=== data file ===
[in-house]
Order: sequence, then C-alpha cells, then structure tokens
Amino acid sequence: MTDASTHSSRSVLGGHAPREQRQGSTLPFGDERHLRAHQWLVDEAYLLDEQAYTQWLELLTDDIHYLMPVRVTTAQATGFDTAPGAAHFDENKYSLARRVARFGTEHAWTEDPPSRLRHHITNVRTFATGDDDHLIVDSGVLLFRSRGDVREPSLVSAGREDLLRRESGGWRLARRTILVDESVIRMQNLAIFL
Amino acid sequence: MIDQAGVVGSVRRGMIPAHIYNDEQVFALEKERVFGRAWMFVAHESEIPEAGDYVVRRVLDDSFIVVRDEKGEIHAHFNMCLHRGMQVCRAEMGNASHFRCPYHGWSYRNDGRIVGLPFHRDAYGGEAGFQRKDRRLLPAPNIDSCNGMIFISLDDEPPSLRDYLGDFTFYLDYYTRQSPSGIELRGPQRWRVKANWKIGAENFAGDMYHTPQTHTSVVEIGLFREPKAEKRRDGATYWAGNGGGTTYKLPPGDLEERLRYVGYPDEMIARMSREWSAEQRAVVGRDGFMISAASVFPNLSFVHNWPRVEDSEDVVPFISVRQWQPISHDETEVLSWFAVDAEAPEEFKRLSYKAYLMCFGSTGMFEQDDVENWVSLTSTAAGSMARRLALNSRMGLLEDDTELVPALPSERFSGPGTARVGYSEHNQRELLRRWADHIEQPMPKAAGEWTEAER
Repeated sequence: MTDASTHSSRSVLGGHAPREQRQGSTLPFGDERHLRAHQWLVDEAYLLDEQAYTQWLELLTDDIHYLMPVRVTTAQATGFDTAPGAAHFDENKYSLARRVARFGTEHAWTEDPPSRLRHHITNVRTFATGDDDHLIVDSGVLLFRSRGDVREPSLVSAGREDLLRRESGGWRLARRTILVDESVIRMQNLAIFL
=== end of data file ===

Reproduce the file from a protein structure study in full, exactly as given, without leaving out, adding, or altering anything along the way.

[in-house]
Order: sequence, then C-alpha cells, then structure tokens
Amino acid sequence: MTDASTHSSRSVLGGHAPREQRQGSTLPFGDERHLRAHQWLVDEAYLLDEQAYTQWLELLTDDIHYLMPVRVTTAQATGFDTAPGAAHFDENKYSLARRVARFGTEHAWTEDPPSRLRHHITNVRTFATGDDDHLIVDSGVLLFRSRGDVREPSLVSAGREDLLRRESGGWRLARRTILVDESVIRMQNLAIFL
Amino acid sequence: MIDQAGVVGSVRRGMIPAHIYNDEQVFALEKERVFGRAWMFVAHESEIPEAGDYVVRRVLDDSFIVVRDEKGEIHAHFNMCLHRGMQVCRAEMGNASHFRCPYHGWSYRNDGRIVGLPFHRDAYGGEAGFQRKDRRLLPAPNIDSCNGMIFISLDDEPPSLRDYLGDFTFYLDYYTRQSPSGIELRGPQRWRVKANWKIGAENFAGDMYHTPQTHTSVVEIGLFREPKAEKRRDGATYWAGNGGGTTYKLPPGDLEERLRYVGYPDEMIARMSREWSAEQRAVVGRDGFMISAASVFPNLSFVHNWPRVEDSEDVVPFISVRQWQPISHDETEVLSWFAVDAEAPEEFKRLSYKAYLMCFGSTGMFEQDDVENWVSLTSTAAGSMARRLALNSRMGLLEDDTELVPALPSERFSGPGTARVGYSEHNQRELLRRWADHIEQPMPKAAGEWTEAER
Repeated sequence: MTDASTHSSRSVLGGHAPREQRQGSTLPFGDERHLRAHQWLVDEAYLLDEQAYTQWLELLTDDIHYLMPVRVTTAQATGFDTAPGAAHFDENKYSLARRVARFGTEHAWTEDPPSRLRHHITNVRTFATGDDDHLIVDSGVLLFRSRGDVREPSLVSAGREDLLRRESGGWRLARRTILVDESVIRMQNLAIFL